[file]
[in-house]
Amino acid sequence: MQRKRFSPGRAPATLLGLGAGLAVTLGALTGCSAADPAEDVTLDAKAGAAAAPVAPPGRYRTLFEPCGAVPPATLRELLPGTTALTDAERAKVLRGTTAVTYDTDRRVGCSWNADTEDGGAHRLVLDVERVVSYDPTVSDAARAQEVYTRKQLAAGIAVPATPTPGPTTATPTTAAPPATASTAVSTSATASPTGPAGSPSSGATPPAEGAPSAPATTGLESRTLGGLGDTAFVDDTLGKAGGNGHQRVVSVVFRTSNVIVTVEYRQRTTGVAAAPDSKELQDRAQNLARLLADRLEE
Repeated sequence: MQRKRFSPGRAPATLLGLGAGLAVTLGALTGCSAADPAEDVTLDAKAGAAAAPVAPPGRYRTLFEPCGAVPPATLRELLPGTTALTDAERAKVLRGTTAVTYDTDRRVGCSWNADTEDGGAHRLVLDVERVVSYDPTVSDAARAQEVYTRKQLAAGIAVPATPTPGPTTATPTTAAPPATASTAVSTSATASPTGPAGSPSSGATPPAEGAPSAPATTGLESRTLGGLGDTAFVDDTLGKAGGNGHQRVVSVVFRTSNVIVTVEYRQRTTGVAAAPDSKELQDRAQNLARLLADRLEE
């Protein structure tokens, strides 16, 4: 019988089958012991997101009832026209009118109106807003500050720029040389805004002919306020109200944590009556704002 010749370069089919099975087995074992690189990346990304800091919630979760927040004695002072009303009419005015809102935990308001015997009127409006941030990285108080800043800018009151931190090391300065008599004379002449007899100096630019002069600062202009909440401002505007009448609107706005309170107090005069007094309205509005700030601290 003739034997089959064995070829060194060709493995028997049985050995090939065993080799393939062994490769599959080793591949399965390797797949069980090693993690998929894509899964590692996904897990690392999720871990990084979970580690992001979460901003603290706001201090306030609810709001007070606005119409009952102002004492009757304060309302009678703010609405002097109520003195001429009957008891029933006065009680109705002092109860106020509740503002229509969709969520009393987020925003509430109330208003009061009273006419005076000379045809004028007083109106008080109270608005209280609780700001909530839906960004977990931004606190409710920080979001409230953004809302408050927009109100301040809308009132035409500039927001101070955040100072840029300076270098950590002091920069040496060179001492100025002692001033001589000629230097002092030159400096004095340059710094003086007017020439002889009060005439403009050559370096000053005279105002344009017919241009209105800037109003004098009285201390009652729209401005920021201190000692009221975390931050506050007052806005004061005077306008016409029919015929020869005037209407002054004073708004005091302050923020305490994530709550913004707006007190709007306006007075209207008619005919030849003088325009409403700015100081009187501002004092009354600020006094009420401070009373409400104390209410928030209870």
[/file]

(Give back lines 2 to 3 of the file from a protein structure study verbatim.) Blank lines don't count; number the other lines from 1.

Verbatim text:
Amino acid sequence: MQRKRFSPGRAPATLLGLGAGLAVTLGALTGCSAADPAEDVTLDAKAGAAAAPVAPPGRYRTLFEPCGAVPPATLRELLPGTTALTDAERAKVLRGTTAVTYDTDRRVGCSWNADTEDGGAHRLVLDVERVVSYDPTVSDAARAQEVYTRKQLAAGIAVPATPTPGPTTATPTTAAPPATASTAVSTSATASPTGPAGSPSSGATPPAEGAPSAPATTGLESRTLGGLGDTAFVDDTLGKAGGNGHQRVVSVVFRTSNVIVTVEYRQRTTGVAAAPDSKELQDRAQNLARLLADRLEE
Repeated sequence: MQRKRFSPGRAPATLLGLGAGLAVTLGALTGCSAADPAEDVTLDAKAGAAAAPVAPPGRYRTLFEPCGAVPPATLRELLPGTTALTDAERAKVLRGTTAVTYDTDRRVGCSWNADTEDGGAHRLVLDVERVVSYDPTVSDAARAQEVYTRKQLAAGIAVPATPTPGPTTATPTTAAPPATASTAVSTSATASPTGPAGSPSSGATPPAEGAPSAPATTGLESRTLGGLGDTAFVDDTLGKAGGNGHQRVVSVVFRTSNVIVTVEYRQRTTGVAAAPDSKELQDRAQNLARLLADRLEE